A study investigating the advancement of female solicitors in England : exploring the promotion to partner level process, challenges and opportunities.

Ikiriko, Elizabeth Oruene (2018) A study investigating the advancement of female solicitors in England : exploring the promotion to partner level process, challenges and opportunities. PhD thesis, University of Bolton.


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The disparity in the number of male and female partners within law firms is a problem that has been present within the legal profession in England. As of July 2017, female partners constituted 33% as against 67% of male partners. Previous studies on gendered marginalization within the profession focused mostly on large/global law firms to the exclusion of small and medium firms where the majority of solicitors practice. Three theoretical frameworks (Preference Theory, Role Congruity theory and Social Constructionist theory) underpinned this empirical study. This research investigated the promotion to partner processes in two large, three medium and two small law firms in England with the aim of identifying the cause of the problem. The research was conducted using a qualitative approach with an interpretive paradigm. Face-to-face semi-structured interviews with five partners, a Sole Practitioner, a Human Resource Director, fifteen females and thirteen male solicitors were undertaken. The data was recorded verbatim using an audio- cassette recorder, then transcribed and thematically analysed with an inductive approach. Three main themes (ambition, work culture and promotion process) were identified coupled with several sub-themes. Findings confirm a lack of female -gender identity within all sizes of firms and the prevalence of male-oriented social constructs and stereotypes. In medium and large firms, female solicitors experienced minimal support from management in mentoring, case- allocation, remunerations, and support for female returnees after childbirth. In addition, male-oriented promotion processes coupled with poor knowledge management and an inadequate communication about the promotion models were found. A culture of silence exists across all firms together with a high rate of attrition about promotion to partner prospects among females. Poor well-being among solicitors and partners due to pressure of work was another finding of this study. Women, BAME and LGBT solicitors across all firms exhibited distrust and apathy towards equality and diversity initiatives. The recommendations made as researcher’s contribution to knowledge include a recognition of multi-gender trajectories and changes in work culture in all law firms, 4 compulsory membership of the Diversity Monitoring Scheme, the imposition of sanctions for non-compliance, introduction of partnership quotas for male and female solicitors in medium and large firms and an amendment of Section 78(2)(a) of the Equality Act, 2010 relating to equal pay. Compulsory incorporation of Equality and Diversity principles into continuous development programmes for management and practitioners and the appointment of Welfare officers alongside COLPS was recommended. Aspiring female solicitors should be more assertive and engage in self-help strategies for better selection opportunities. Further contribution by this researcher to existing knowledge includes the recommendation of a fair model of promotions to Partnerships in Medium and Large firms. The model that includes a clear written promotion criteria accessible to all, periodic six -monthly secondment of all partnership aspirants to serving partners for equal mentoring opportunities regardless of gender, ethnicity, sexual preference, age and disability. A model including quarterly workshops for such practitioners to enhance their human and cultural capital was proposed also.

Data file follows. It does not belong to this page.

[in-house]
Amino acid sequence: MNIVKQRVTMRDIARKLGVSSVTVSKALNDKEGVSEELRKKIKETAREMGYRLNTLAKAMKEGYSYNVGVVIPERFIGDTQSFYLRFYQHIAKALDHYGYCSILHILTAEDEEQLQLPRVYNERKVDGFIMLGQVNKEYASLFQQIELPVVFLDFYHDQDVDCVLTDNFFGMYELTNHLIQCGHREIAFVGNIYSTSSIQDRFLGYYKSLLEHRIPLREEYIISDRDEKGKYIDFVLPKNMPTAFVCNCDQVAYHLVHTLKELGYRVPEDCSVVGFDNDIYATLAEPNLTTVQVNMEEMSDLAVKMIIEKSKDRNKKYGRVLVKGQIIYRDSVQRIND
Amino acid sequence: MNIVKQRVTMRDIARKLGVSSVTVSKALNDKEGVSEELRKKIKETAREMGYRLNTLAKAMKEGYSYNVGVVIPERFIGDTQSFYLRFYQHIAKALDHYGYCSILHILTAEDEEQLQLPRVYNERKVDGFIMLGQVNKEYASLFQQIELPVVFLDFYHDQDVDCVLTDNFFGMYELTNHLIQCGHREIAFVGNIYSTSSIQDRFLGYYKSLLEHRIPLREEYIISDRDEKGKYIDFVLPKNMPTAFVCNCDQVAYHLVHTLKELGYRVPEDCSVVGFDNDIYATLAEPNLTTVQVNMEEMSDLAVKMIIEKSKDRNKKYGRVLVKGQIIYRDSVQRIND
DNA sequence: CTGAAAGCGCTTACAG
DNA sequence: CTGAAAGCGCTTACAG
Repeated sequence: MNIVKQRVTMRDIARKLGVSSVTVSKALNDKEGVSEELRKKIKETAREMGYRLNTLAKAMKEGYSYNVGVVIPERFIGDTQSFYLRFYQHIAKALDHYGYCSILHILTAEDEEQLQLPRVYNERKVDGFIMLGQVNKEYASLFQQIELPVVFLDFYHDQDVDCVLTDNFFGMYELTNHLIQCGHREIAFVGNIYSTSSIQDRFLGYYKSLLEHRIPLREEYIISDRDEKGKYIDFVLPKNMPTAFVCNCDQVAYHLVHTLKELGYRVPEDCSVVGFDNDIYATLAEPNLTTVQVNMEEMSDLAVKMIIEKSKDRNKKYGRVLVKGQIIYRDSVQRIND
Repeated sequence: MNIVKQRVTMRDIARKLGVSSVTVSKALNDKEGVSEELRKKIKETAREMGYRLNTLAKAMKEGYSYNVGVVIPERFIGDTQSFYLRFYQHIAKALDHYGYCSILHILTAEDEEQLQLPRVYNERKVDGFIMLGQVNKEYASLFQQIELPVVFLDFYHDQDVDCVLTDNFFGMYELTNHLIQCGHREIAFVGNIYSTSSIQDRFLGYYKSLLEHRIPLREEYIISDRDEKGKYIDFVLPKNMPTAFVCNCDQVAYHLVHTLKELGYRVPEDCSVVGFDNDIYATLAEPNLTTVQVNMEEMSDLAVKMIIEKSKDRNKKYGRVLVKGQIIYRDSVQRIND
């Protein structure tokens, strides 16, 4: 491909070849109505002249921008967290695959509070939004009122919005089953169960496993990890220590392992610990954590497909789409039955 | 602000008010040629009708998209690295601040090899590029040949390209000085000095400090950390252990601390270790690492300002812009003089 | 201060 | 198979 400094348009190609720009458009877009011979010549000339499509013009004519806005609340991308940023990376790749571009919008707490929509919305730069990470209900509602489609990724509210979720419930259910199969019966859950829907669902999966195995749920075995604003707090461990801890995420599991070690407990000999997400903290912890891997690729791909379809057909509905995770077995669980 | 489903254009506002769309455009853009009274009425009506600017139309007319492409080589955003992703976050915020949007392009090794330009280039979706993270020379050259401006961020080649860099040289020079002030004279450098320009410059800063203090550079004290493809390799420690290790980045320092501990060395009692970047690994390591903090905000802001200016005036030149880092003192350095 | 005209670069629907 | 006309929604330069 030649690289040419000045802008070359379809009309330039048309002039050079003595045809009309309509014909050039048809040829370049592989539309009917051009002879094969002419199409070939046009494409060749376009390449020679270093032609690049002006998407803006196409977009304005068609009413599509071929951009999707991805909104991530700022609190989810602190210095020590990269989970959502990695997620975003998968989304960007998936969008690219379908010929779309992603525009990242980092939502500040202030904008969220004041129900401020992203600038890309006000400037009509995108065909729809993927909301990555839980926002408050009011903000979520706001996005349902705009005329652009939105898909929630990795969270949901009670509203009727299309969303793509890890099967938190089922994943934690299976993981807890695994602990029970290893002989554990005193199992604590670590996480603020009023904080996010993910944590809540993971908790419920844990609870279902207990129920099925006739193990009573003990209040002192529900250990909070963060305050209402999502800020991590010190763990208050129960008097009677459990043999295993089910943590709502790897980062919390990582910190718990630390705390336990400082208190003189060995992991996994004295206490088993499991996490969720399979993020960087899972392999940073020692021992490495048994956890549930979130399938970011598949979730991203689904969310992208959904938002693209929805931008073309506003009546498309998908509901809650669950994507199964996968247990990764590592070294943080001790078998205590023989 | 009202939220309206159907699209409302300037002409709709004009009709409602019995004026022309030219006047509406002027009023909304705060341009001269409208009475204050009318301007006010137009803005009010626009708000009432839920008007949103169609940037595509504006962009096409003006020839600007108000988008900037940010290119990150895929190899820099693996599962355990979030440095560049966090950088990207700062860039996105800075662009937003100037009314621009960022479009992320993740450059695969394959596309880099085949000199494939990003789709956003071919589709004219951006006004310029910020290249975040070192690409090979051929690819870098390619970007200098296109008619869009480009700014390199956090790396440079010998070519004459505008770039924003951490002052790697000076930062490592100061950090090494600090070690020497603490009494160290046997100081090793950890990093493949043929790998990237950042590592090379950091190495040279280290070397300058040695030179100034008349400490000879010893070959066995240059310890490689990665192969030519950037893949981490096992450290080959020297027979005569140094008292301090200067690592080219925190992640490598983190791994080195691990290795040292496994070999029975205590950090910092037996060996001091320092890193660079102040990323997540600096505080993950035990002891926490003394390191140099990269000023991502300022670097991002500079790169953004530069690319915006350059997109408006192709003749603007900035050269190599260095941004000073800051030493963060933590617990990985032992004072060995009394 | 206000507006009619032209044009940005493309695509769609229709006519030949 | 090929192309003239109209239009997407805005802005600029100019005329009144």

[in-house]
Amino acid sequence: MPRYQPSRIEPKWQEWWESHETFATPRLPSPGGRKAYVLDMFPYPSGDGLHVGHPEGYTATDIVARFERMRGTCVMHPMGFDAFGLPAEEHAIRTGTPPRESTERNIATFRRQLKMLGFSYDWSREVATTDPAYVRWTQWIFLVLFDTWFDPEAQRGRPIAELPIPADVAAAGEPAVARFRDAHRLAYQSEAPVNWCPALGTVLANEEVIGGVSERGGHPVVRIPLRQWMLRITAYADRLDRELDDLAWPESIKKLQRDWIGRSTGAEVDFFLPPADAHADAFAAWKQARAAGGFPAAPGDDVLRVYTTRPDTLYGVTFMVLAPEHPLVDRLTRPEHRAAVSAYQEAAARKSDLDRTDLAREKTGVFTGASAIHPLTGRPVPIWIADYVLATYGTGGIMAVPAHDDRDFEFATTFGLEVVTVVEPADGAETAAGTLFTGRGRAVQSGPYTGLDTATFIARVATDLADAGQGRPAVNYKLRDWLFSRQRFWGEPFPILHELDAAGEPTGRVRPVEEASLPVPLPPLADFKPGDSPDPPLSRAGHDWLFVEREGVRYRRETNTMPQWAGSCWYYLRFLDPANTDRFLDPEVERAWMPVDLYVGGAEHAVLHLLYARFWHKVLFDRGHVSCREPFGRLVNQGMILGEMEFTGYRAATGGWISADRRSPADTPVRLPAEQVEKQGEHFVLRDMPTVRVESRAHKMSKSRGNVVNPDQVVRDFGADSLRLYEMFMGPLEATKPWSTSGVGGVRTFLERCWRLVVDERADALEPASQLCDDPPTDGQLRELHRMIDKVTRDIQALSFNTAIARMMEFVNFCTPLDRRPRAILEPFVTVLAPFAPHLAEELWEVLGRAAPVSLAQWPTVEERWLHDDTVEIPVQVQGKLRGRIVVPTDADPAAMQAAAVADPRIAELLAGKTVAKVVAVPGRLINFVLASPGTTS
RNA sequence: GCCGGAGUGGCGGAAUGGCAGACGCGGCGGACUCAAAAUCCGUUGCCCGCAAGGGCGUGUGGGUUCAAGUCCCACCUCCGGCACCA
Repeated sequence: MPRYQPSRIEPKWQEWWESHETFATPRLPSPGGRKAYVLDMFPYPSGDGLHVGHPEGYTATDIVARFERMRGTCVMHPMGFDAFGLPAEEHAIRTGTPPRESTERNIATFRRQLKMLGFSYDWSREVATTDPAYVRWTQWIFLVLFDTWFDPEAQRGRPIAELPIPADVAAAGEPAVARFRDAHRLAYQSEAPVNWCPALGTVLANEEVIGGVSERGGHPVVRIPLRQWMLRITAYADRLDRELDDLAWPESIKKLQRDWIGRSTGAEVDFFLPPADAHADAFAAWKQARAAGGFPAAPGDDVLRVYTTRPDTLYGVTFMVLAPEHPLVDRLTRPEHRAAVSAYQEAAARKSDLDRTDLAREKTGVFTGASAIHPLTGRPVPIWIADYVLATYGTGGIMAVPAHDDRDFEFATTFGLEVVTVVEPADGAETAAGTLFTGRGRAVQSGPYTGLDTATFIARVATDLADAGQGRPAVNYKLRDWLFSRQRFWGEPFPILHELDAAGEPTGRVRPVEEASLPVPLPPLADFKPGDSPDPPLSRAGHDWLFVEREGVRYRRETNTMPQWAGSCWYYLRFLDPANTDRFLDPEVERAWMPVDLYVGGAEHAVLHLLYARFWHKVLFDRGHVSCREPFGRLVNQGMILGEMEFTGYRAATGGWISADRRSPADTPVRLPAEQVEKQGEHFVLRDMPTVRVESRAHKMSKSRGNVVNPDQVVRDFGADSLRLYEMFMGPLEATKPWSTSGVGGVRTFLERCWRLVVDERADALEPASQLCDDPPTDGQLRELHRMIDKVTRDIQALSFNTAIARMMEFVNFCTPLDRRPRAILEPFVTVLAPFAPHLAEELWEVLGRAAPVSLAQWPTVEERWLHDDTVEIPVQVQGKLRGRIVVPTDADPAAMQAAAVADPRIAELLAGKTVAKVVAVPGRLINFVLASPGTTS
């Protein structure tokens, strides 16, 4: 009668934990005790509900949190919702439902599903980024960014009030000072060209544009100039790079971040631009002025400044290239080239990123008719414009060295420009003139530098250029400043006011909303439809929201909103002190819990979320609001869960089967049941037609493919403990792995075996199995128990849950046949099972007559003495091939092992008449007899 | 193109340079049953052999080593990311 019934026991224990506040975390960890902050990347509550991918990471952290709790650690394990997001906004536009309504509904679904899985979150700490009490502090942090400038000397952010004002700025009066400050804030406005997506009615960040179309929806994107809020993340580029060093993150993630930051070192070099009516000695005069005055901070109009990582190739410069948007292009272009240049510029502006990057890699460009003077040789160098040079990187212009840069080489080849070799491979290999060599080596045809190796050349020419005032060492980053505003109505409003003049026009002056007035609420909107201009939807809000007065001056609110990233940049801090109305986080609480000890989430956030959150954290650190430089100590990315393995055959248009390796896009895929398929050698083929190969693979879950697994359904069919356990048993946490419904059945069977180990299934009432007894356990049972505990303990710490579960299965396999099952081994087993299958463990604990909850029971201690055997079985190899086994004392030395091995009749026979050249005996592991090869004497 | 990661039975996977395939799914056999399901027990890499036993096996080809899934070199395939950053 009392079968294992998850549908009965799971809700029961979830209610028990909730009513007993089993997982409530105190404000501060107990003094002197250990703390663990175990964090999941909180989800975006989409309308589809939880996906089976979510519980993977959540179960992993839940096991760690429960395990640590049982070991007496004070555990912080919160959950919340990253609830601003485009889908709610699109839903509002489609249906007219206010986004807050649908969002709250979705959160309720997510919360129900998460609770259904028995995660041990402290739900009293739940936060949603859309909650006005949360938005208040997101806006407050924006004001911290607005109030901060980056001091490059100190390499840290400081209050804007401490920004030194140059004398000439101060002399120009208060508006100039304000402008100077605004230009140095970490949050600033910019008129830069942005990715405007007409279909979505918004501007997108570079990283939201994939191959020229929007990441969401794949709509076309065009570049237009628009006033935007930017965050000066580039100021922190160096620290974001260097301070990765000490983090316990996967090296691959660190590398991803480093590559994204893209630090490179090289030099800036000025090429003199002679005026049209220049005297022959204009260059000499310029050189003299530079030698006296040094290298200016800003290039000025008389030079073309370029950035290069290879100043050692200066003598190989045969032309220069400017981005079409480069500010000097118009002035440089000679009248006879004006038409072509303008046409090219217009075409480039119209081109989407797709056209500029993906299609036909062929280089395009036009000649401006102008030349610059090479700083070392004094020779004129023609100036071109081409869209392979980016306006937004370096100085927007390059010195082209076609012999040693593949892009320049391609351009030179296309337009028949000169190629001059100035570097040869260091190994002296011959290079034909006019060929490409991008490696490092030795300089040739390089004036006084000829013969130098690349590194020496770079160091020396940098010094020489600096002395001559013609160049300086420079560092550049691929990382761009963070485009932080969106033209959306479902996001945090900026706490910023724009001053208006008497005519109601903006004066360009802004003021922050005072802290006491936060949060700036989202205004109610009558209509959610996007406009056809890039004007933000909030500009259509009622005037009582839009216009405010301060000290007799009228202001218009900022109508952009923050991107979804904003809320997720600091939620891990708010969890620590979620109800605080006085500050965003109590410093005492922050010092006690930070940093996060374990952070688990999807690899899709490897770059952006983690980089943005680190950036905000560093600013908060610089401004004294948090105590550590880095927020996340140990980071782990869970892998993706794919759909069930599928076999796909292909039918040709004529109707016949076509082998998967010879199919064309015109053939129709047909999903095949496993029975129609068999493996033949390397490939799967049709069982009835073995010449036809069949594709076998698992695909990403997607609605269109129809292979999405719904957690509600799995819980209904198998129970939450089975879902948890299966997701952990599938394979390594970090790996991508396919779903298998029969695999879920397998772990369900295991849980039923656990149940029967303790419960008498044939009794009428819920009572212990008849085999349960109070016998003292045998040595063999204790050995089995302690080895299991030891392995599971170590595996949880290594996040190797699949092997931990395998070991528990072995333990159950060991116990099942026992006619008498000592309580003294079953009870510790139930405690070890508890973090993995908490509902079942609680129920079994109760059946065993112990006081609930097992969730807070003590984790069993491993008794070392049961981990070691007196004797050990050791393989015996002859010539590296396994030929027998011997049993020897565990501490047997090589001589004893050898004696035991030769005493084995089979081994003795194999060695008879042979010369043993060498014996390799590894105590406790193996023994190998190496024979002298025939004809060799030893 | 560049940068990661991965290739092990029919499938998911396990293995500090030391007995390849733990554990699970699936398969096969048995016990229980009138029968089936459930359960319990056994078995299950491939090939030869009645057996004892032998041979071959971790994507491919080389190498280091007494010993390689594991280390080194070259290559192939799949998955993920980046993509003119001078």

Item Type: Thesis (PhD)
Additional Information: An electronic version of the thesis submitted in partial fulfilment of the requirements of the University of Bolton for the degree of Doctor of Philosophy
Divisions: University of Bolton Theses > Law
University of Bolton Theses > Business
Depositing User: Tracey Gill
Date Deposited: 23 Jan 2019 14:06
Last Modified: 27 Mar 2019 15:36
URI: http://ubir.bolton.ac.uk/id/eprint/2111

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